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What to plant on the edge of a driveway near trees


 
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inishindie
Rank attained: Tree plantation keeper


Joined: 27 May 2007
Posts: 563
Location: inishowen Ireland

PostPosted: Tue Jul 19, 2011 1:04 pm    Post subject: What to plant on the edge of a driveway near trees Reply with quote

Here are some areas that need planting up after a driveway has been put in.

We don't know if to attempt to plant grass, it might be too shaded, or something else. The customer doesn't have much time for gardening so it needs to look after itself mainly.

I was thinking there could be woodland plants that could give tidy ground cover and require little maintenance. Has anyone else planted areas like this up please and did you find a solution.



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kindredspirit
Rank attained: Chlorophyll for blood


Joined: 10 Nov 2008
Posts: 2064
Location: Mid-west.

PostPosted: Tue Jul 19, 2011 2:42 pm    Post subject: Reply with quote

Fuchsia would look lovely there but probably a little too shaded.

So I'd suggest Pachysandra. Plant six inches apart. Takes three years to start filling in properly. Has glossy dark green colour in full shade and golden foliage in full sun.

Another suggestion would be Laurel.

Another would be Ivy.

BTW, did you nuke the Cotoneaster roots yet? Smile

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Sive
Rank attained: Chlorophyll for blood


Joined: 18 Apr 2008
Posts: 1731
Location: Co.Wexford

PostPosted: Tue Jul 19, 2011 2:57 pm    Post subject: Reply with quote

Perfect place for spring-flowering plants and bulbs ? They'll get plenty of light before the leaves grow back on the trees.
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tippben
Rank attained: Vegetable garden tender


Joined: 15 Jan 2011
Posts: 902
Location: north tipperary

PostPosted: Wed Jul 20, 2011 12:35 am    Post subject: Reply with quote

I hope you didn't take any machinery inside the stand, or do any mechanical soil disturbance there. I'd stick to things like bluebells, pulmonaria, thornless blackberry etc. What's growing well locally? If the trees roots (in the top two feet of soil) were compacted or damaged, it might be worth managing them as a coppice, as shoots and roots need to match. The customer gets firewood, rather than trees dying back and becoming hazardous, and the extra sunlight would mean that you could plant plugs of foxglove, eupatorium, wood anenomes etc. Good luck!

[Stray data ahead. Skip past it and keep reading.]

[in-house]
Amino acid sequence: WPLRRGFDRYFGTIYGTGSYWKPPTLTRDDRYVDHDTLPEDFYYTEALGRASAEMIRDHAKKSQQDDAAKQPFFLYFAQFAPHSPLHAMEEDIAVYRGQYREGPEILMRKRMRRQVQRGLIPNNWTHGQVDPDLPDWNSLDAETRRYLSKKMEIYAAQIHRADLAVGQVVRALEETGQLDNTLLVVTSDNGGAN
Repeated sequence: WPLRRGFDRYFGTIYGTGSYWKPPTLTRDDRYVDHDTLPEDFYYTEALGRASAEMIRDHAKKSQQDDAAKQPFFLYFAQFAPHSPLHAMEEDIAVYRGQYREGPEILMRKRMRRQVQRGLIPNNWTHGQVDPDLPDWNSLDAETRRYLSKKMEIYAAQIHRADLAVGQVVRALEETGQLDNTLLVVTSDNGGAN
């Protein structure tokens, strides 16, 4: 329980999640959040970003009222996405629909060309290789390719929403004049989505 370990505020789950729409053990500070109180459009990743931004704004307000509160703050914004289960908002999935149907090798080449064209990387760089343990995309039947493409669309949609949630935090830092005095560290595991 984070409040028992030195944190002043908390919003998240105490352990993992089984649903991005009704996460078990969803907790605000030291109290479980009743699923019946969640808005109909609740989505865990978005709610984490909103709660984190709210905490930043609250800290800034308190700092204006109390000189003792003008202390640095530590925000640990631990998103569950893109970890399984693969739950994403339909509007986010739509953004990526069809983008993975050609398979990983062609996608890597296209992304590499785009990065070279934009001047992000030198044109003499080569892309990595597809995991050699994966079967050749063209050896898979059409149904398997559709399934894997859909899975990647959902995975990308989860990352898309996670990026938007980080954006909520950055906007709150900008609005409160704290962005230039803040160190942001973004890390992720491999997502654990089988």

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inishindie
Rank attained: Tree plantation keeper


Joined: 27 May 2007
Posts: 563
Location: inishowen Ireland

PostPosted: Wed Jul 20, 2011 10:26 am    Post subject: Reply with quote

Thanks for the tips there, some good ideas. I'm not sure how the work was done as the pics came through e-mail and I wasn't doing the work..does look like that might be the case with a dumper truck sitting in the background.

I was looking at the trees there and trying to identify them..are they hazel? If so your idea about coppicing. Hazel grows back so quickly and the trees actually live longer if they are tended to. There would still be the larger trees on the perimeter to give the woodland effect. I suppose the only issue would be if the hazel was coppiced the light would stream in and the area could be planted with grass....which the owner doesn't really have time to tend to. There could be some slow growing seed types available....

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tippben
Rank attained: Vegetable garden tender


Joined: 15 Jan 2011
Posts: 902
Location: north tipperary

PostPosted: Wed Jul 20, 2011 12:18 pm    Post subject: Reply with quote

They look like Ash to me, and they have been coppiced/cut down at some point previously, as they are multistemmed. There are woodland wildflower and grass mixes available, that would only have to be strimmed once a year in late summer. If you also planted snowdrops, native bluebells, and primroses amongst them, there should be a show of colour all spring and summer with no inputs necessary. Try Suffolk Herbs website.
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